Deal with your Narcissistic co-worker
Monday - February07 , 2011 Filed in: Mind
Narcissism is a defined personality disorder and is a pattern of behaviors that show a pervasive need for attention and admiration, as well as a lack of concern or empathy for others. The narcissist may switch moods frequently, all with the intention to keep you off balance. They avoid feeling vulnerable by blaming others. The narcissist woman will make you feel that you are a wonderful and special person as long as you humor her. “As long as you give me what I want, you are the ideal person for me”..
They feel a need to control co-workers, projects and situations around them, and they can be manipulative, spinning situations and facts to make it appear that others around them are the problem, not them. A narcissist attempts to make you feel like you’re the one with a problem.
The nature of the disorder makes it nearly impossible for a person suffering from it to seek treatment. Word of Caution: Because of the way people with narcissistic personality disorder interact with others, you may be the only one who realizes something's wrong.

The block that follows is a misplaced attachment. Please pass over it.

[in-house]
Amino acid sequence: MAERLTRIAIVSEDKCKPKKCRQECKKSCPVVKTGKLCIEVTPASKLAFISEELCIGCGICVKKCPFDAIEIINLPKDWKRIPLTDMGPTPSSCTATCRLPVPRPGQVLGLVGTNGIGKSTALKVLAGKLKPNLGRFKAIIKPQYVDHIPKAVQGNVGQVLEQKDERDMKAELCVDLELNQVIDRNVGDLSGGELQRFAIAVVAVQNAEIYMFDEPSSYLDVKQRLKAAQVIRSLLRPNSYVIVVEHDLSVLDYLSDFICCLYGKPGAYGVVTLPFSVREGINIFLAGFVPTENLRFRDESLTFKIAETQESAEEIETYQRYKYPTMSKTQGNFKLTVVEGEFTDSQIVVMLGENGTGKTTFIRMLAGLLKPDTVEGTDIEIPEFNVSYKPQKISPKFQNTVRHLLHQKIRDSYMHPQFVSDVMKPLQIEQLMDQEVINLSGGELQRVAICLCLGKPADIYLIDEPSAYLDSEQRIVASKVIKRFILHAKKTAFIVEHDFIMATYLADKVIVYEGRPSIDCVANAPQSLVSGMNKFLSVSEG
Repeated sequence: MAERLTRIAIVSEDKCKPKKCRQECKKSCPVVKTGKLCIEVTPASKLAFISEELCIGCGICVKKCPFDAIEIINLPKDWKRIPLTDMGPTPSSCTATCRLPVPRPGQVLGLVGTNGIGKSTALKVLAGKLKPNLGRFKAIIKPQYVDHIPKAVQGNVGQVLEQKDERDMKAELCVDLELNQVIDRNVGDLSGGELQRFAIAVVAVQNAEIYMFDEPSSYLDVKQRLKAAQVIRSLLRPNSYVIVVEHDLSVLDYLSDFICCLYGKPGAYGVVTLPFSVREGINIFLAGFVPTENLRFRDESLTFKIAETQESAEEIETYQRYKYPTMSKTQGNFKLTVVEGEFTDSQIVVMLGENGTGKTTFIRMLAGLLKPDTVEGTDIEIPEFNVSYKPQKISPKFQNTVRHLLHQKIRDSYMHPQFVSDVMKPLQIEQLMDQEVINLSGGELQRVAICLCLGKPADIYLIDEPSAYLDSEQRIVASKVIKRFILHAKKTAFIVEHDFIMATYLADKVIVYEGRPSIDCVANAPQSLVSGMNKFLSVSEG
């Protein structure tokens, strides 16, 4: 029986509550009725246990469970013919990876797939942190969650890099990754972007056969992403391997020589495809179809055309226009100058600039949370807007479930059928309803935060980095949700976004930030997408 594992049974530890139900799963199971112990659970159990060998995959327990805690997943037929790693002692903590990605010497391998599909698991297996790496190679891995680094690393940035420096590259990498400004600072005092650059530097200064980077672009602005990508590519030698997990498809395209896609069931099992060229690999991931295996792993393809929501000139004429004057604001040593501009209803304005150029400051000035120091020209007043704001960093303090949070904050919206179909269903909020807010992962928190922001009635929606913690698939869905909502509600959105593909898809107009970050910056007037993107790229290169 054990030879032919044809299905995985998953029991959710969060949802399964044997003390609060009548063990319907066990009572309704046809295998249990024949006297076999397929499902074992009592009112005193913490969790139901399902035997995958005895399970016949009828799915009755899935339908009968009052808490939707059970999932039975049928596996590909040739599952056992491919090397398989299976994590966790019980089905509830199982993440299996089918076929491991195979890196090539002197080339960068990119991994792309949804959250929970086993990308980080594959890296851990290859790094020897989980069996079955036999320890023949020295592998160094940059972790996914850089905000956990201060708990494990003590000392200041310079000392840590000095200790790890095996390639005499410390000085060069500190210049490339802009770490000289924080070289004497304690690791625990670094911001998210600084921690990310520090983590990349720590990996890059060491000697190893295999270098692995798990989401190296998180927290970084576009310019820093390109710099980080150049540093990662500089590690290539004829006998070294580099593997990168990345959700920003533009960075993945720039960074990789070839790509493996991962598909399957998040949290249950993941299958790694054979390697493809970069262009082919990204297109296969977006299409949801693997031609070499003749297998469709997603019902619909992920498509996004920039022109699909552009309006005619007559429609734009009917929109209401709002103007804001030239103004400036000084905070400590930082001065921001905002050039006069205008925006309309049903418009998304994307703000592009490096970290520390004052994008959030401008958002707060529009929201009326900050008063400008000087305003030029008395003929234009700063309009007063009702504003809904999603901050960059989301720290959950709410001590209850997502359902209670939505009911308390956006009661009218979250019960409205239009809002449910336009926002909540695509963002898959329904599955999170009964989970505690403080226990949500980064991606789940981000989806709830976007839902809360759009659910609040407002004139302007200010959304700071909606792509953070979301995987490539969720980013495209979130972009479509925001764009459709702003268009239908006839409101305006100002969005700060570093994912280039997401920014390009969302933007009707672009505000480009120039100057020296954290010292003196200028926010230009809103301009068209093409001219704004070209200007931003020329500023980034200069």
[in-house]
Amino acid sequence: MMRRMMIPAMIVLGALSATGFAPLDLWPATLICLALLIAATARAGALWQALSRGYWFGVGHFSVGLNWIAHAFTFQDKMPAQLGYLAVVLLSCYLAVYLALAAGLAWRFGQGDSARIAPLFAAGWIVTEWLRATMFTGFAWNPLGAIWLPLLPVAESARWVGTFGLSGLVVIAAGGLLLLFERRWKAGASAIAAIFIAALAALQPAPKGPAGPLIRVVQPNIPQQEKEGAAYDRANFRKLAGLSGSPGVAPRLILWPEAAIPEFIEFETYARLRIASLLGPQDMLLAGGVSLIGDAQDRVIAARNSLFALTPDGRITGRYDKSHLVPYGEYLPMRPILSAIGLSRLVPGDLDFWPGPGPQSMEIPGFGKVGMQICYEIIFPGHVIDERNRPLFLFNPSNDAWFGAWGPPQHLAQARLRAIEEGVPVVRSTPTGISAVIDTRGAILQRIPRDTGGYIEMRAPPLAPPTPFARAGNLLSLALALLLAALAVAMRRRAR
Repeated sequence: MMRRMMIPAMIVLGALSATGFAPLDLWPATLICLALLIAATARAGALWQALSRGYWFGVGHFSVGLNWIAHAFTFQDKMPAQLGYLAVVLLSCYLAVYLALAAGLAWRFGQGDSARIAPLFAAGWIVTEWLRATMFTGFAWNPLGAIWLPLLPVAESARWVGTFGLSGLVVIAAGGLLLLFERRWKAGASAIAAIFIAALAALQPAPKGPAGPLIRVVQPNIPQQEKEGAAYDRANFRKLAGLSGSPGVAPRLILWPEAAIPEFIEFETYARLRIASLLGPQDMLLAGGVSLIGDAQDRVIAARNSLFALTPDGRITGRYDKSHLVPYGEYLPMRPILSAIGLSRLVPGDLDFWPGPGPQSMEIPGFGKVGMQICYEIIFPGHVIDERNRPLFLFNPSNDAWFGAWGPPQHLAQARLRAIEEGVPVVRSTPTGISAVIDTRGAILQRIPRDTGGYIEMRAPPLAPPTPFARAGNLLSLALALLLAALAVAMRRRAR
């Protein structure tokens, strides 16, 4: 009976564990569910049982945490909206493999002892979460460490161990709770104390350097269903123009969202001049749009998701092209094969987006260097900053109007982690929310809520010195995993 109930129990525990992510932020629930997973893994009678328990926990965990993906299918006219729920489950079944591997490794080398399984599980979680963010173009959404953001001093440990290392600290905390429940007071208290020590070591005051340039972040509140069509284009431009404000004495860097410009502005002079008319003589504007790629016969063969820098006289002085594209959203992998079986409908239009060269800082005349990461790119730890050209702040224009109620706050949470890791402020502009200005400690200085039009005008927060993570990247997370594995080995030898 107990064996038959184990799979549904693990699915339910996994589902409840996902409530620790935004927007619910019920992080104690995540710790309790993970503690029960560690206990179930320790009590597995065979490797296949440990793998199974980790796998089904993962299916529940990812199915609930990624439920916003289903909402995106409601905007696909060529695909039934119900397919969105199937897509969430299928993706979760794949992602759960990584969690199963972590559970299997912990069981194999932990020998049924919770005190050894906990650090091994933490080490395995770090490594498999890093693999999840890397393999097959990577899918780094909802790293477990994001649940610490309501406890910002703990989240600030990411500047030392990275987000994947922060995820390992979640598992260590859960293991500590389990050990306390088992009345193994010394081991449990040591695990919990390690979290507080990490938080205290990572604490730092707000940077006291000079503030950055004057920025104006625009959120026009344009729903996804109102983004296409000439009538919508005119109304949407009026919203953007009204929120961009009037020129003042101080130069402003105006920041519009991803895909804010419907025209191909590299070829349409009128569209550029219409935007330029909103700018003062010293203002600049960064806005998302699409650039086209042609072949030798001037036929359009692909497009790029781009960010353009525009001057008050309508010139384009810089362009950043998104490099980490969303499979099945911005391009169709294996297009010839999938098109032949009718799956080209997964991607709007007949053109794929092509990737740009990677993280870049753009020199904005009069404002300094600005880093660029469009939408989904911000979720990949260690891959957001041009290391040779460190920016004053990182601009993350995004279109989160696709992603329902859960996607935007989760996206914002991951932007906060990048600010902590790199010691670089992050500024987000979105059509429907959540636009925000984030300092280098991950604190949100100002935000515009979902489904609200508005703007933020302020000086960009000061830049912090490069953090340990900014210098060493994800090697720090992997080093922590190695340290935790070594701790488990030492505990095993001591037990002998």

Try some of these suggestions:
Minimize your contact with them. Ignore them in social settings, don’t respond to emails, don’t answer the phone when they call. If you have to because of a work situation then minimize the contact with them. This is for your own mental health and stability. Avoid discussions with the narcissist unless you have a witness and the discussion is required. People with narcissistic personality disorder are masters of manipulation whether it's actively manipulating you or twisting your words so they mean something other than what you actually intend.
Switch the focus. If they seem fixated on telling you what you're doing wrong, get them to talk about themselves. Ask how they faced a similar situation. That may be what they want to talk about anyway.
Pick your battles. Not every disagreement requires a fight, especially with a narcissist. If you get into a battle with a narcissist you WILL lose.
Be the person you want to be. Trying to out-control control freaks generally doesn't work; they've had a lot more practice at it than you.
Understand why they control. Compulsive behavior generally is driven by anxiety about what they view as a dangerous, unpredictable world. When you know why they act as they do, you can have compassion for their behavior.
Experiment. Ask your partner to switch roles for five minutes. You be the controller and your partner plays you. Then talk about what the experience was like.
Give time to yourself. You have the right to say, "I'd like some time to consider what you said. Let's talk again tomorrow."